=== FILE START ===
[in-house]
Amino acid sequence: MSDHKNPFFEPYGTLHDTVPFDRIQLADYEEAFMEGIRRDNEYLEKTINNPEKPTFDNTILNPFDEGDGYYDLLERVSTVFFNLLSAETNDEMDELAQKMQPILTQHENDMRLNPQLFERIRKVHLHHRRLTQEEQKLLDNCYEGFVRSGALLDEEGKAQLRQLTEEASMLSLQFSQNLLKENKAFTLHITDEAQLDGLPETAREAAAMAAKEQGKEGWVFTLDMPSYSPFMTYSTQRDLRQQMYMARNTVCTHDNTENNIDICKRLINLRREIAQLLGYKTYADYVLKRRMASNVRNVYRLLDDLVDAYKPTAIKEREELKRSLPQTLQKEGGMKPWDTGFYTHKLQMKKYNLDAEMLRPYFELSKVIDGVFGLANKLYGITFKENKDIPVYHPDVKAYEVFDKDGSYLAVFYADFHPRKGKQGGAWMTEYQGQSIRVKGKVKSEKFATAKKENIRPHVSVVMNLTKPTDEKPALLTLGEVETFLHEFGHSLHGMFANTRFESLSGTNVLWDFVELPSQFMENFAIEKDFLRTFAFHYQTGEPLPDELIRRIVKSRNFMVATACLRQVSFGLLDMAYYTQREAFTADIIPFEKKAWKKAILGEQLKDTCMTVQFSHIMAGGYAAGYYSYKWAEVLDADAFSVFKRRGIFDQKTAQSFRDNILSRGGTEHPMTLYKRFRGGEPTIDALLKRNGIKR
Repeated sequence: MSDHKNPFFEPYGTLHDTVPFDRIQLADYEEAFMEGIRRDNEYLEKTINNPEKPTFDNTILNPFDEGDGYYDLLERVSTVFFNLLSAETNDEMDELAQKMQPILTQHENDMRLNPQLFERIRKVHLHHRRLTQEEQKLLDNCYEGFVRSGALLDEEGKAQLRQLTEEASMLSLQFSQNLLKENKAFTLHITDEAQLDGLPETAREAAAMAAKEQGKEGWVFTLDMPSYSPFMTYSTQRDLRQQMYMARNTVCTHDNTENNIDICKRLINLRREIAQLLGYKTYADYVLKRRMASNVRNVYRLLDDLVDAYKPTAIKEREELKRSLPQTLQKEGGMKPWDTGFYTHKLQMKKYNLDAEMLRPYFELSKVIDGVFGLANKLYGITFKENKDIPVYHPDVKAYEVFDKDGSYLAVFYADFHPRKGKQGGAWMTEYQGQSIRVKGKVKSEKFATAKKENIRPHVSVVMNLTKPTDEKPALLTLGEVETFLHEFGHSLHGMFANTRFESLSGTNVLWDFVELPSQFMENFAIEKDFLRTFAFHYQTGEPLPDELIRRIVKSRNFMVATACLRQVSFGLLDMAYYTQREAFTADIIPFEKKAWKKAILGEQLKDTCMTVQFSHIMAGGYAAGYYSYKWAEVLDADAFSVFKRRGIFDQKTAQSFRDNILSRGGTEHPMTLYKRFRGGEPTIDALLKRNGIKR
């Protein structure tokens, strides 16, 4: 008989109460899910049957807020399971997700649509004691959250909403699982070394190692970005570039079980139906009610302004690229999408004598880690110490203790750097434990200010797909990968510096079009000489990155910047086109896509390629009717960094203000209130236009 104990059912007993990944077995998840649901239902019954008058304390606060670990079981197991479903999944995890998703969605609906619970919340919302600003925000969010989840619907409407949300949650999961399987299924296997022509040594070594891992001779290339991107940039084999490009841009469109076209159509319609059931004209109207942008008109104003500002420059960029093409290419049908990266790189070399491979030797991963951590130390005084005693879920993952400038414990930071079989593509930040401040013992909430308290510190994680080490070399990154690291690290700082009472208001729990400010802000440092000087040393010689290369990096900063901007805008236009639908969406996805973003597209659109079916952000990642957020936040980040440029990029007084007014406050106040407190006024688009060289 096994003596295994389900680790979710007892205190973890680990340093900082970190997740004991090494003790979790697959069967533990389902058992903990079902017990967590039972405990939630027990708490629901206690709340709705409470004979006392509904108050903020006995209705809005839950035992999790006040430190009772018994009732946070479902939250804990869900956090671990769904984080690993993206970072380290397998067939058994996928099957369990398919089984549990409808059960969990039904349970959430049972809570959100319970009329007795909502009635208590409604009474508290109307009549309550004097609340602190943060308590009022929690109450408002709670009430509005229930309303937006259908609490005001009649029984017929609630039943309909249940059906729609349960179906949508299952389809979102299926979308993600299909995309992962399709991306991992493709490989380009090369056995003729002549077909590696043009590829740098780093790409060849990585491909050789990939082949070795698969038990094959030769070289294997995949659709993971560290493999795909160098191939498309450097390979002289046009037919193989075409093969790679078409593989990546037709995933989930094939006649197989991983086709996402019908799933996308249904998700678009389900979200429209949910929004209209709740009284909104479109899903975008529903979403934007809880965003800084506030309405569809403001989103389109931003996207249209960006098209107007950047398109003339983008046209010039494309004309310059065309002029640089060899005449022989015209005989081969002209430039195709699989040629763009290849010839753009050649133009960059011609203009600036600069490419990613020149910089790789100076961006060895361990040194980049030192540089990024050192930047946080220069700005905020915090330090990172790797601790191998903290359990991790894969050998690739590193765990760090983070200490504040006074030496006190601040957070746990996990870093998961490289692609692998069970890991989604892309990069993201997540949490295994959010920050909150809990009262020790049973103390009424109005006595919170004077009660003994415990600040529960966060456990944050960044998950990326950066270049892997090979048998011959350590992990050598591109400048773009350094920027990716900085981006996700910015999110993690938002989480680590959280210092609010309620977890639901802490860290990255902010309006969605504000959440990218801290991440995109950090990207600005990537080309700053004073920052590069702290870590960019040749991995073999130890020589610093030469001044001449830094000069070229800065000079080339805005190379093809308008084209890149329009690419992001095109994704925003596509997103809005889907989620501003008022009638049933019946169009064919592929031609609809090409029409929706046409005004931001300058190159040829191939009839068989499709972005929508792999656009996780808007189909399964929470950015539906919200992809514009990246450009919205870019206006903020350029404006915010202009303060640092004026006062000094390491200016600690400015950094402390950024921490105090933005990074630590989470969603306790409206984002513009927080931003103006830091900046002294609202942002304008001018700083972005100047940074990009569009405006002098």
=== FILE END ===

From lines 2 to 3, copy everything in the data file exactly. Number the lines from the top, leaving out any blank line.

Amino acid sequence: MSDHKNPFFEPYGTLHDTVPFDRIQLADYEEAFMEGIRRDNEYLEKTINNPEKPTFDNTILNPFDEGDGYYDLLERVSTVFFNLLSAETNDEMDELAQKMQPILTQHENDMRLNPQLFERIRKVHLHHRRLTQEEQKLLDNCYEGFVRSGALLDEEGKAQLRQLTEEASMLSLQFSQNLLKENKAFTLHITDEAQLDGLPETAREAAAMAAKEQGKEGWVFTLDMPSYSPFMTYSTQRDLRQQMYMARNTVCTHDNTENNIDICKRLINLRREIAQLLGYKTYADYVLKRRMASNVRNVYRLLDDLVDAYKPTAIKEREELKRSLPQTLQKEGGMKPWDTGFYTHKLQMKKYNLDAEMLRPYFELSKVIDGVFGLANKLYGITFKENKDIPVYHPDVKAYEVFDKDGSYLAVFYADFHPRKGKQGGAWMTEYQGQSIRVKGKVKSEKFATAKKENIRPHVSVVMNLTKPTDEKPALLTLGEVETFLHEFGHSLHGMFANTRFESLSGTNVLWDFVELPSQFMENFAIEKDFLRTFAFHYQTGEPLPDELIRRIVKSRNFMVATACLRQVSFGLLDMAYYTQREAFTADIIPFEKKAWKKAILGEQLKDTCMTVQFSHIMAGGYAAGYYSYKWAEVLDADAFSVFKRRGIFDQKTAQSFRDNILSRGGTEHPMTLYKRFRGGEPTIDALLKRNGIKR
Repeated sequence: MSDHKNPFFEPYGTLHDTVPFDRIQLADYEEAFMEGIRRDNEYLEKTINNPEKPTFDNTILNPFDEGDGYYDLLERVSTVFFNLLSAETNDEMDELAQKMQPILTQHENDMRLNPQLFERIRKVHLHHRRLTQEEQKLLDNCYEGFVRSGALLDEEGKAQLRQLTEEASMLSLQFSQNLLKENKAFTLHITDEAQLDGLPETAREAAAMAAKEQGKEGWVFTLDMPSYSPFMTYSTQRDLRQQMYMARNTVCTHDNTENNIDICKRLINLRREIAQLLGYKTYADYVLKRRMASNVRNVYRLLDDLVDAYKPTAIKEREELKRSLPQTLQKEGGMKPWDTGFYTHKLQMKKYNLDAEMLRPYFELSKVIDGVFGLANKLYGITFKENKDIPVYHPDVKAYEVFDKDGSYLAVFYADFHPRKGKQGGAWMTEYQGQSIRVKGKVKSEKFATAKKENIRPHVSVVMNLTKPTDEKPALLTLGEVETFLHEFGHSLHGMFANTRFESLSGTNVLWDFVELPSQFMENFAIEKDFLRTFAFHYQTGEPLPDELIRRIVKSRNFMVATACLRQVSFGLLDMAYYTQREAFTADIIPFEKKAWKKAILGEQLKDTCMTVQFSHIMAGGYAAGYYSYKWAEVLDADAFSVFKRRGIFDQKTAQSFRDNILSRGGTEHPMTLYKRFRGGEPTIDALLKRNGIKR